Old. Spanish. Luxury! I was only in Madrid for 36 hours so every minute counted. I wanted to treat Missus Tasty to a little extra luxury for this leg of our Spanish vacation so I started with old world, Spanish luxury right from the airport with a private driver. He whisked us from the modern Madrid airport to the historical and opulent Ritz Hotel. Madrid oozes old world from the architecture to the food to the people. Whether you’re here for a week or a quick layover slip yourself back to old Spain and soak up the traditions and history.
Mercado de San Miguel: This market was a working wet market just a few years ago. Now it’s been converted into a food hall serving the best of central Spanish cuisine. Make an afternoon of it working your way from the beer to the ham to the seafood to the wine. Leave room for coffee and dessert because this market has it all.
Pza. de San Miguel, Madrid, Madrid
Oita Café: This cafe, on the thin, quaint, Hortaleza street, is a perfect mid-afternoon stop for a cake (or pastry) and a cafe con leche.
Calle de Hortaleza, 30, Madrid, Comunidad de Madrid
Caoba: This experience is partly why I occasionally stay in expensive hotels. Besides the luxury, a 5 star hotel concierge is your key to the city and in this case reservations in the private room of one of Madrid’s best restaurants. So amazing was this meal that it deserved a more detailed explanation which I share below. As one of my top 10 meals in life the modern twist on old Spanish classics is an adventure with every course. The adventure starts from the second you sit down with a menu that simply outlines three options for your meal in which you are to choose one. The obsure and obtuse names only allow you to see how many courses you’ll be served but not disclose what those courses will be. I went for the most coursed which they dubbed, Surprise Me.
Pintor Rosales, 76 Lisboa, Madrid, Comunidad de Madrid
El Barril de las Letras: This is a hip and younger crowd with many ex-pat students bellying up for a beer or glass of vino in the early afternoon. A good stop for a sip and snack before returning to your hotel for a nap before dinner.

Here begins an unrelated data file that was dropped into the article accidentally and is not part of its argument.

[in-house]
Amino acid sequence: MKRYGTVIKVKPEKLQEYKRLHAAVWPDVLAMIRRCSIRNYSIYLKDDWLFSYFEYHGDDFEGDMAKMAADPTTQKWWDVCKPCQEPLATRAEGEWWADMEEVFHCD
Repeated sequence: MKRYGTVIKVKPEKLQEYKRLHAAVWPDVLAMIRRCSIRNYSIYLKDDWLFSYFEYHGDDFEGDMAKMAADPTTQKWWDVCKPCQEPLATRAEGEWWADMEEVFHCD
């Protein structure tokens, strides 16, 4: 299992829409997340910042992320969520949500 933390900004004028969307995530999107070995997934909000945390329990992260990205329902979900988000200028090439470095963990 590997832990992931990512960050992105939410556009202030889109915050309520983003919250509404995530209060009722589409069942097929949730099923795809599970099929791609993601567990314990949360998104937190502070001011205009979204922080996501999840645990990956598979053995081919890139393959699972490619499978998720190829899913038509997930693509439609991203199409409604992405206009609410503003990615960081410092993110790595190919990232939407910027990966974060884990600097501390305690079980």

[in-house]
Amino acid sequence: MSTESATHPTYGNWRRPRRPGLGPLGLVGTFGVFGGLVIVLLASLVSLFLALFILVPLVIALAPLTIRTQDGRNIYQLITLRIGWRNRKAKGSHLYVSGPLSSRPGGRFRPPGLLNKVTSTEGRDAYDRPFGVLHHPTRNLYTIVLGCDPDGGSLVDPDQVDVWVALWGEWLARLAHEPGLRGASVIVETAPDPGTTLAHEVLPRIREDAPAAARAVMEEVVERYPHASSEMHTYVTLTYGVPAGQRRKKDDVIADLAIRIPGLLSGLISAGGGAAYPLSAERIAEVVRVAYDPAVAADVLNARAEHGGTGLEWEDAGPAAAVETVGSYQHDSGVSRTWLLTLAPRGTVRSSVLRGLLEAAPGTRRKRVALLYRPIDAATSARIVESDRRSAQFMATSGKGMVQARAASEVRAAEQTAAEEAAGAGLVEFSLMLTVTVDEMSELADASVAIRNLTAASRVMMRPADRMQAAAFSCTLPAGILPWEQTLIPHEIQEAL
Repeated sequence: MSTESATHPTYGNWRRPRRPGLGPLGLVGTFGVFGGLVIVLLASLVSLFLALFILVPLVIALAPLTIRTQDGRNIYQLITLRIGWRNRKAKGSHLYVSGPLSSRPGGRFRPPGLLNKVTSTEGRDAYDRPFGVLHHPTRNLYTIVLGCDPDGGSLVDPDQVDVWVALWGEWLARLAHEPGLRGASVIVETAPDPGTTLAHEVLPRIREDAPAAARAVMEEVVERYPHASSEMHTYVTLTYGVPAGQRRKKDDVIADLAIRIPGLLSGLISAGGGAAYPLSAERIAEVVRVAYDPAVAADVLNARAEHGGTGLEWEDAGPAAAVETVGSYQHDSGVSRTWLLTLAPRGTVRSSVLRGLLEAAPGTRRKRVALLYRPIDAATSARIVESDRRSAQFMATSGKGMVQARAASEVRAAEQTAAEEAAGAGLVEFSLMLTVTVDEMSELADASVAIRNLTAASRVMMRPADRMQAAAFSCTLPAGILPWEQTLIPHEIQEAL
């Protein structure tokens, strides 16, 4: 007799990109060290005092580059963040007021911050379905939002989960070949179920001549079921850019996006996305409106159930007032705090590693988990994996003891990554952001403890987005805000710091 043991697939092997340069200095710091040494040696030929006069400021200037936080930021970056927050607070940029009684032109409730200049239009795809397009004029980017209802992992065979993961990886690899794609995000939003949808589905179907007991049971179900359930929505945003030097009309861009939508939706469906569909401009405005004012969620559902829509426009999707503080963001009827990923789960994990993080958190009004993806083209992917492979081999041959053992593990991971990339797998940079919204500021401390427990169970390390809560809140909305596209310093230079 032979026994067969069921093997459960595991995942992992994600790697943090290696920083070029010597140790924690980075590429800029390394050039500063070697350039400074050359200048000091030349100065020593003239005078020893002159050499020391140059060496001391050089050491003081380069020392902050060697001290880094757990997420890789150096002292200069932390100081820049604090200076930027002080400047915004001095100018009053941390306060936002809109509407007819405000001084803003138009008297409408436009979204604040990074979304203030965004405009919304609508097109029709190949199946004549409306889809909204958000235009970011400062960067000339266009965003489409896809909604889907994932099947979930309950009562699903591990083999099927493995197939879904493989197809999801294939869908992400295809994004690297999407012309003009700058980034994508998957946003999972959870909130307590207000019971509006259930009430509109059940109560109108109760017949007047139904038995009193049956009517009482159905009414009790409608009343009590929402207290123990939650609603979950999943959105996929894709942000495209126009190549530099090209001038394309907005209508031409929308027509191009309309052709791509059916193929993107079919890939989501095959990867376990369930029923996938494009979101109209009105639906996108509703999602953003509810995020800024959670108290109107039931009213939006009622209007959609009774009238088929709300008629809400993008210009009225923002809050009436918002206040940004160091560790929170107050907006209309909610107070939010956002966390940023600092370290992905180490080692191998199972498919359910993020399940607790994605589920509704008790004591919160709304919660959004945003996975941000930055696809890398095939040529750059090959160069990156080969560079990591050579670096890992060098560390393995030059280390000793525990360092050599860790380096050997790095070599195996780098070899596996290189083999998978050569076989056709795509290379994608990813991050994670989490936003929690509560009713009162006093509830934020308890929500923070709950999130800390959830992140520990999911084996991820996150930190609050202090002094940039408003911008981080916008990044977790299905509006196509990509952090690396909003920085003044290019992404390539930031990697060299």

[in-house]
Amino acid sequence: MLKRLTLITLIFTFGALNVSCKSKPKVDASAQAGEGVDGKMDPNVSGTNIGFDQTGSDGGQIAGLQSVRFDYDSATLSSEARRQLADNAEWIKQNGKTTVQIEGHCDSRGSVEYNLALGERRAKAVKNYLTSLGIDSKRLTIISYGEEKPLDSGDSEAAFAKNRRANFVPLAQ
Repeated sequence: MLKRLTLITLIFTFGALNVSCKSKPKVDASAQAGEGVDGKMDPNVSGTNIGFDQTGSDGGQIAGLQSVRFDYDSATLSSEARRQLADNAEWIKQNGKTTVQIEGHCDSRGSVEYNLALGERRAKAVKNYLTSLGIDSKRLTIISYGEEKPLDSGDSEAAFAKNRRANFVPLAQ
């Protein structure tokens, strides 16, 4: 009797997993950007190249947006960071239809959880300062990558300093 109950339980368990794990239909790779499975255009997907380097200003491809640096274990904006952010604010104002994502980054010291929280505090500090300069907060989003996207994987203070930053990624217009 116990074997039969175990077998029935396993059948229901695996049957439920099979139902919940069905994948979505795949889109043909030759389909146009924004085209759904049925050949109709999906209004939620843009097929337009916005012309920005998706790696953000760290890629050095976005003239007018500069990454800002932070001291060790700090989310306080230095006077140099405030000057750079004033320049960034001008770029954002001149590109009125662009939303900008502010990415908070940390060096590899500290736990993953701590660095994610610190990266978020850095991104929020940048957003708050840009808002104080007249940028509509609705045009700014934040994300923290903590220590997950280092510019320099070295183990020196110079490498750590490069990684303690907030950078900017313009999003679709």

CH&CH: A combo like no other. This cafe focuses on Hot chocolate and fresh churros. Get a seat at the bar towards the back and watch the churros squeeze from the pastry bag and into the hot oil. Dip the fresh churro in your chocolate and enjoy the smiles that fill the shop.
Pza. de San Miguel 1 C/ Mayor 54, Madrid, Comunidad de Madrid
Uvepan: Need a sweet. This bakery has it. With the largest selection I saw in all of Madrid this is a stop you can’t miss. If nothing else get a picture of the endless glass display counters containing the prettiest and sweetest of Madrid’s baked goods.
Paseo de las Acacias: Breakfast is simple in Madrid. Usually a cafe and pastry. We fancied the chocolate croissant. They can be found everywhere but finding the best is a tough challenge. We had our best at this cafe along with delicious cafe con leches. The pastry was light and flakey and the chocolate rich and creamy. The key was it’s proper distribution across the croissant. Many bakeries only provide a chocolate ribbon down the center but here the cocoa sweet permeates the entire inside of the pastry. That with a perfectly dipped chocolate end makes this a must stop for breakfast. 22, Madrid, Comunidad de Madrid
El Barril de las Letras: A great spot for dinner but a better spot for lunch. Amidst the spanish elite this is as close to a power lunch as you can get in MAdrid. The space is a white washed interior designers dream. The food is uber fresh and quinticenssially eastern Spanish. the seafood is what you come for. From razor clams to octopus there is not bad choice. Cervantes, 28, Madrid